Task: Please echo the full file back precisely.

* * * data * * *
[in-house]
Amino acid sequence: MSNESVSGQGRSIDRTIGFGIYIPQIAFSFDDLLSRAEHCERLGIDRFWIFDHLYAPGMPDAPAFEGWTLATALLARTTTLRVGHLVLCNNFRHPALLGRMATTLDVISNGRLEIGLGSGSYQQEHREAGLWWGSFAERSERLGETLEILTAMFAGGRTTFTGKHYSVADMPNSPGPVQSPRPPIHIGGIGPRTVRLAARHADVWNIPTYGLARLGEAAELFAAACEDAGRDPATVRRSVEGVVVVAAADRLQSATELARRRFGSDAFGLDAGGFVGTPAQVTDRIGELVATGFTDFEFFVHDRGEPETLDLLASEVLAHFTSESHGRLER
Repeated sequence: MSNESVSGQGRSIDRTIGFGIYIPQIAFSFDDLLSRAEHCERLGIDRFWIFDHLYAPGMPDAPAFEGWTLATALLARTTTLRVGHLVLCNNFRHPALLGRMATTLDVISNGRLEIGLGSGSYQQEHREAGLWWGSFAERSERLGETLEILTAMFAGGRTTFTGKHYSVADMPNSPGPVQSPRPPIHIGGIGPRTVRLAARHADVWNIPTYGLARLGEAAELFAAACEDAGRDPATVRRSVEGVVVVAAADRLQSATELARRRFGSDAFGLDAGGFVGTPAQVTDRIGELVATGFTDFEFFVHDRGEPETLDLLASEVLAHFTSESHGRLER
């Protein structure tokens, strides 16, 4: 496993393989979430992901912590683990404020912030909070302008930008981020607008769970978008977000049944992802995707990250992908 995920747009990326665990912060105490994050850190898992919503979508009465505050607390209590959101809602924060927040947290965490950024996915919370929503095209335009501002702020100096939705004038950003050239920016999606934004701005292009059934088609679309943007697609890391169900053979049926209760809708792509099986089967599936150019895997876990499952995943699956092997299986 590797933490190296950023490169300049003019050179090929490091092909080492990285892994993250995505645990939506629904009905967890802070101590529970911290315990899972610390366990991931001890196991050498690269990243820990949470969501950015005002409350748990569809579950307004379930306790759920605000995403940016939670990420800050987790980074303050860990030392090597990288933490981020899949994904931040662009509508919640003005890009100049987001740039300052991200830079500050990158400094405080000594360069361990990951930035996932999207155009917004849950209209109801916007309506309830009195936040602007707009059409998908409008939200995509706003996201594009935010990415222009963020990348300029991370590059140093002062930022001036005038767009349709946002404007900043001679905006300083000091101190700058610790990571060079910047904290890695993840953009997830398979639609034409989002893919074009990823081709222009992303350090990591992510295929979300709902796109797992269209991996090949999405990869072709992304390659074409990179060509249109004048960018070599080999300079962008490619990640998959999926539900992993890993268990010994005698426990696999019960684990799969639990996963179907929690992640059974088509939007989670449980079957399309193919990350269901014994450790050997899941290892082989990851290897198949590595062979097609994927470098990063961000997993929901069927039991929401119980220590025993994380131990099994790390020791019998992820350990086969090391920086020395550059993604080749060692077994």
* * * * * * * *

[in-house]
Amino acid sequence: MSNESVSGQGRSIDRTIGFGIYIPQIAFSFDDLLSRAEHCERLGIDRFWIFDHLYAPGMPDAPAFEGWTLATALLARTTTLRVGHLVLCNNFRHPALLGRMATTLDVISNGRLEIGLGSGSYQQEHREAGLWWGSFAERSERLGETLEILTAMFAGGRTTFTGKHYSVADMPNSPGPVQSPRPPIHIGGIGPRTVRLAARHADVWNIPTYGLARLGEAAELFAAACEDAGRDPATVRRSVEGVVVVAAADRLQSATELARRRFGSDAFGLDAGGFVGTPAQVTDRIGELVATGFTDFEFFVHDRGEPETLDLLASEVLAHFTSESHGRLER
Repeated sequence: MSNESVSGQGRSIDRTIGFGIYIPQIAFSFDDLLSRAEHCERLGIDRFWIFDHLYAPGMPDAPAFEGWTLATALLARTTTLRVGHLVLCNNFRHPALLGRMATTLDVISNGRLEIGLGSGSYQQEHREAGLWWGSFAERSERLGETLEILTAMFAGGRTTFTGKHYSVADMPNSPGPVQSPRPPIHIGGIGPRTVRLAARHADVWNIPTYGLARLGEAAELFAAACEDAGRDPATVRRSVEGVVVVAAADRLQSATELARRRFGSDAFGLDAGGFVGTPAQVTDRIGELVATGFTDFEFFVHDRGEPETLDLLASEVLAHFTSESHGRLER
């Protein structure tokens, strides 16, 4: 496993393989979430992901912590683990404020912030909070302008930008981020607008769970978008977000049944992802995707990250992908 995920747009990326665990912060105490994050850190898992919503979508009465505050607390209590959101809602924060927040947290965490950024996915919370929503095209335009501002702020100096939705004038950003050239920016999606934004701005292009059934088609679309943007697609890391169900053979049926209760809708792509099986089967599936150019895997876990499952995943699956092997299986 590797933490190296950023490169300049003019050179090929490091092909080492990285892994993250995505645990939506629904009905967890802070101590529970911290315990899972610390366990991931001890196991050498690269990243820990949470969501950015005002409350748990569809579950307004379930306790759920605000995403940016939670990420800050987790980074303050860990030392090597990288933490981020899949994904931040662009509508919640003005890009100049987001740039300052991200830079500050990158400094405080000594360069361990990951930035996932999207155009917004849950209209109801916007309506309830009195936040602007707009059409998908409008939200995509706003996201594009935010990415222009963020990348300029991370590059140093002062930022001036005038767009349709946002404007900043001679905006300083000091101190700058610790990571060079910047904290890695993840953009997830398979639609034409989002893919074009990823081709222009992303350090990591992510295929979300709902796109797992269209991996090949999405990869072709992304390659074409990179060509249109004048960018070599080999300079962008490619990640998959999926539900992993890993268990010994005698426990696999019960684990799969639990996963179907929690992640059974088509939007989670449980079957399309193919990350269901014994450790050997899941290892082989990851290897198949590595062979097609994927470098990063961000997993929901069927039991929401119980220590025993994380131990099994790390020791019998992820350990086969090391920086020395550059993604080749060692077994």